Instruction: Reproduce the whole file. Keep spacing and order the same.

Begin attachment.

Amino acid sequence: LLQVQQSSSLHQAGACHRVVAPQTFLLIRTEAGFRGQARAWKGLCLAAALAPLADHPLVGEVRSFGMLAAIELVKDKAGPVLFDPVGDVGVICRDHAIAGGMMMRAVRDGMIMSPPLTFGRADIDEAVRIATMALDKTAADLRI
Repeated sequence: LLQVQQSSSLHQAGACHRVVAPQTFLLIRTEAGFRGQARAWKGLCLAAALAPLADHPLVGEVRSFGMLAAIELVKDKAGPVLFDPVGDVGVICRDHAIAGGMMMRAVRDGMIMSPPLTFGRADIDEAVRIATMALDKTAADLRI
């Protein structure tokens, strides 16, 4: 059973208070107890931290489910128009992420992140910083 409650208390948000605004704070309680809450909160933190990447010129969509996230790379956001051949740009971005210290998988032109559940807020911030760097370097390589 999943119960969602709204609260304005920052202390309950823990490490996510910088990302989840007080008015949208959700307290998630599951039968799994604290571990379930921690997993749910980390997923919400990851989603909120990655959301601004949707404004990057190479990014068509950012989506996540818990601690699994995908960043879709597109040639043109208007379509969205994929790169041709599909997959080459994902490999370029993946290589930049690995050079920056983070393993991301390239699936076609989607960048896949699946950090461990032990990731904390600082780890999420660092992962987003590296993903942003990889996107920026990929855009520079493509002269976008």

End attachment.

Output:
Amino acid sequence: LLQVQQSSSLHQAGACHRVVAPQTFLLIRTEAGFRGQARAWKGLCLAAALAPLADHPLVGEVRSFGMLAAIELVKDKAGPVLFDPVGDVGVICRDHAIAGGMMMRAVRDGMIMSPPLTFGRADIDEAVRIATMALDKTAADLRI
Repeated sequence: LLQVQQSSSLHQAGACHRVVAPQTFLLIRTEAGFRGQARAWKGLCLAAALAPLADHPLVGEVRSFGMLAAIELVKDKAGPVLFDPVGDVGVICRDHAIAGGMMMRAVRDGMIMSPPLTFGRADIDEAVRIATMALDKTAADLRI
């Protein structure tokens, strides 16, 4: 059973208070107890931290489910128009992420992140910083 409650208390948000605004704070309680809450909160933190990447010129969509996230790379956001051949740009971005210290998988032109559940807020911030760097370097390589 999943119960969602709204609260304005920052202390309950823990490490996510910088990302989840007080008015949208959700307290998630599951039968799994604290571990379930921690997993749910980390997923919400990851989603909120990655959301601004949707404004990057190479990014068509950012989506996540818990601690699994995908960043879709597109040639043109208007379509969205994929790169041709599909997959080459994902490999370029993946290589930049690995050079920056983070393993991301390239699936076609989607960048896949699946950090461990032990990731904390600082780890999420660092992962987003590296993903942003990889996107920026990929855009520079493509002269976008």